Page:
SAN ANTONIO -- After the carnage, they left the arena, the men who helped LeBron James get here. Pat Riley carried a man-purse. Chris Bosh whistled and wore a leather backpack. James' pal and adviser, Maverick Carter, hugged James' pal and running mate, Dwyane Wade.
Not one of them can save LeBron James now. Sure, Wade and Bosh can help. But LeBron's place in history is at stake. He can lose these Finals to a terrific San Antonio Spurs team. But he can't lose them like that.
Seriously, what the heck happened in Tuesday's Game 3? What happened to the unstoppable force? Why was James shooting 18-footers hesitantly, failing to get to the free-throw line even once and complaining to the refs instead of taking it to the Spurs? Why did he score 15 points -- the third straight game he scored fewer than 20? Why was he so powerless in Miami's 113-77 (113-77!) loss?
This wasn't just bad basketball. It was ridiculous, passive and awkward, unbecoming of a man with his gifts. James looked like he kept checking his pockets for tools and didn't realize he was sitting on a toolbox.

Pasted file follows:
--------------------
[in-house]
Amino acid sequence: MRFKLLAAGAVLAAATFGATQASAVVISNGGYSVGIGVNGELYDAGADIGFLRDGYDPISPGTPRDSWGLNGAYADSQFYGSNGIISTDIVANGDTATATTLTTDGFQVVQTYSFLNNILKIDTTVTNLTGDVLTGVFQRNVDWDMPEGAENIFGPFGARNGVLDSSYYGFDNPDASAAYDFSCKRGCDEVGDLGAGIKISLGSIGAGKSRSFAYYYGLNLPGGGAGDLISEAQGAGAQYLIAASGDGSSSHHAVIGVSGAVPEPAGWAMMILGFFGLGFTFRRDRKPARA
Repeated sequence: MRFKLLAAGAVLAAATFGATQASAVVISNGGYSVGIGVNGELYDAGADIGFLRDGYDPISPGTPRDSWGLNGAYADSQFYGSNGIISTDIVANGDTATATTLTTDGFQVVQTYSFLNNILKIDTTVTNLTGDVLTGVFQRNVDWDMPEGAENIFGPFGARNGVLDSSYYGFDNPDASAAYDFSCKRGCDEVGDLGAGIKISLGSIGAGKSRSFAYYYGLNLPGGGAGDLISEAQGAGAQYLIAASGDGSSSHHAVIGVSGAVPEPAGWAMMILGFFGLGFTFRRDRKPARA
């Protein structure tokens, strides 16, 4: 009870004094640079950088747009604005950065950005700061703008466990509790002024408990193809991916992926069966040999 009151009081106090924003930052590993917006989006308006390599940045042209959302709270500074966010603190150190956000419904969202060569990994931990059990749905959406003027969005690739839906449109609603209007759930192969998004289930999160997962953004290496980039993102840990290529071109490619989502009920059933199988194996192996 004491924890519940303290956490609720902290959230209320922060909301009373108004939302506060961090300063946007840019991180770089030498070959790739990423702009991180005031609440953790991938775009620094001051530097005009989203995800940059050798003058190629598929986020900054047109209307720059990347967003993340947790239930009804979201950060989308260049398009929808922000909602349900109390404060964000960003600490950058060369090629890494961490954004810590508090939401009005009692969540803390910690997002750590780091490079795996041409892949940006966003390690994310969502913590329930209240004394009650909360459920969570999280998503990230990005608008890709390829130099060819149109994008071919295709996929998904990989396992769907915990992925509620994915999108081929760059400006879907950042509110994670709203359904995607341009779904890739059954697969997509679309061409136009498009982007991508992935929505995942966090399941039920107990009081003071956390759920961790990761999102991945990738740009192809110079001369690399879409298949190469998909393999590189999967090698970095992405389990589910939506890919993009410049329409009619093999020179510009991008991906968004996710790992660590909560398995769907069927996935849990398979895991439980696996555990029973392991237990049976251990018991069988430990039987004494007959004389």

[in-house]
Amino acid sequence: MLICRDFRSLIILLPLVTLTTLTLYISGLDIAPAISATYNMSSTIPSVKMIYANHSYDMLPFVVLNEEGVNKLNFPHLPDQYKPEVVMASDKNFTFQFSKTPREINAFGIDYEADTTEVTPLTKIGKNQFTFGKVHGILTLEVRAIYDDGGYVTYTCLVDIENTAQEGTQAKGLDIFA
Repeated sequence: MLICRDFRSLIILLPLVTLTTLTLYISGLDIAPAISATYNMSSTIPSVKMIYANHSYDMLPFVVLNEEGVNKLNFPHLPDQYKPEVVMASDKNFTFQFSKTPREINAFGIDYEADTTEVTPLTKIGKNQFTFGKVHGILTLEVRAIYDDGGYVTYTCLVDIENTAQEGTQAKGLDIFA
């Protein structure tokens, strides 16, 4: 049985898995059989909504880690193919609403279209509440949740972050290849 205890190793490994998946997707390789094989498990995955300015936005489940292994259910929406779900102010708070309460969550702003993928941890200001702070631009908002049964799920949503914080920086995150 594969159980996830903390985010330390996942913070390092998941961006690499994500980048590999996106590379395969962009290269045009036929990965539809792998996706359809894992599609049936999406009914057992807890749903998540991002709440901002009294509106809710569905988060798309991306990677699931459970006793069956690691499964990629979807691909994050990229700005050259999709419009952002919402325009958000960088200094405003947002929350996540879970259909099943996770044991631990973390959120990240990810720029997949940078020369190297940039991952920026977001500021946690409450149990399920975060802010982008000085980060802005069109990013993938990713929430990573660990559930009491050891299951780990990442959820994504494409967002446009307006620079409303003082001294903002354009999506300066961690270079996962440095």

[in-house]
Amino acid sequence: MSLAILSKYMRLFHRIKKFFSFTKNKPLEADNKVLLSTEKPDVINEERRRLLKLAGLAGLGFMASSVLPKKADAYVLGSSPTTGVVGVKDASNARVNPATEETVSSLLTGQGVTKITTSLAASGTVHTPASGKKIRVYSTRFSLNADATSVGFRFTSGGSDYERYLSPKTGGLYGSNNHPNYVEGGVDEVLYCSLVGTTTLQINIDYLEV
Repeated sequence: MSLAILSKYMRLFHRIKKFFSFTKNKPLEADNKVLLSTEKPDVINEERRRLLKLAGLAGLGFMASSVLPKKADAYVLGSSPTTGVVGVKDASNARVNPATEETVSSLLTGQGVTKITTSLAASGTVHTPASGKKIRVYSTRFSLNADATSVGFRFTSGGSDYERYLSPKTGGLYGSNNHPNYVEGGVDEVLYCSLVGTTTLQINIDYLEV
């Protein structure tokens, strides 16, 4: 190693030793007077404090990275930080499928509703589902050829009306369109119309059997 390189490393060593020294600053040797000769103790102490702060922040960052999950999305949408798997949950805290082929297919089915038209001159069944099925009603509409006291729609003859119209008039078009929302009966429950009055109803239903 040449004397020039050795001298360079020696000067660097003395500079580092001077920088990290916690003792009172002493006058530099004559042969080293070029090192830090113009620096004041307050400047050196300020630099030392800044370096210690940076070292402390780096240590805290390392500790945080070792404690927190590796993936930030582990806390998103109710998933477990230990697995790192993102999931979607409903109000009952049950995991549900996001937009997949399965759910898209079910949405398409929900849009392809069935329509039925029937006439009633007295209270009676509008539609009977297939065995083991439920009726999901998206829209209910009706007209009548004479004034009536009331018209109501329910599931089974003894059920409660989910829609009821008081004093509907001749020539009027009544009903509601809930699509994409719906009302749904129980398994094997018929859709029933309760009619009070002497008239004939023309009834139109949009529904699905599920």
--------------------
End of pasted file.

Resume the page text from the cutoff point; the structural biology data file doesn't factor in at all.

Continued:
"Honestly," he said, "I just have to play better."
Honestly, my cat could have told me that. James owned his performance in the locker room afterward, which is admirable. But he should have owned the game, or at least stretches of it. This was bizarre. This was Meryl Streep forgetting how to act, Sidney Crosby forgetting how to skate, Justin Bieber forgetting how to act like a pampered pop star.
But he grabbed 11 rebounds and had five assists, and the Spurs focused on him and had a good game plan, and ...
Stop it. Just stop it. This is not Zach Randolph struggling against the Spurs. We are talking about LeBron James! He is the best player in the world.
The Spurs went under pick and rolls for LeBron, essentially daring him to step back and shoot from long range. He can do that, but he doesn't want to do it. He convinced himself last year that he needs to get to the rim. But he didn't do that, either. His solution was to dribble around aimlessly, or step inside the three-point line and throw up a long two, which is one of the worst shots in basketball. It's even worse when you aren't in rhythm when you shoot. James earned this 7-for-21.
San Antonio's Gregg Popovich is a great coach. He is not a witch. James should be able to do more. A lot more. He should be able to create offense out of the post, or use a second screen when the first isn't sufficient ... or here is an idea: Just drive to the basket and score. It's not that simple, except when it is. Like the time Tim Duncan was guarding him on the perimeter, and James was the only person in the arena who didn't realize he can take Duncan off the dribble.
"I'm not making no excuses," he said. "I have to be better and it's just that simple. ... I'm putting everything on my chest and on my shoulders and I have to be better. My teammates are doing a great job and I'm not doing my part."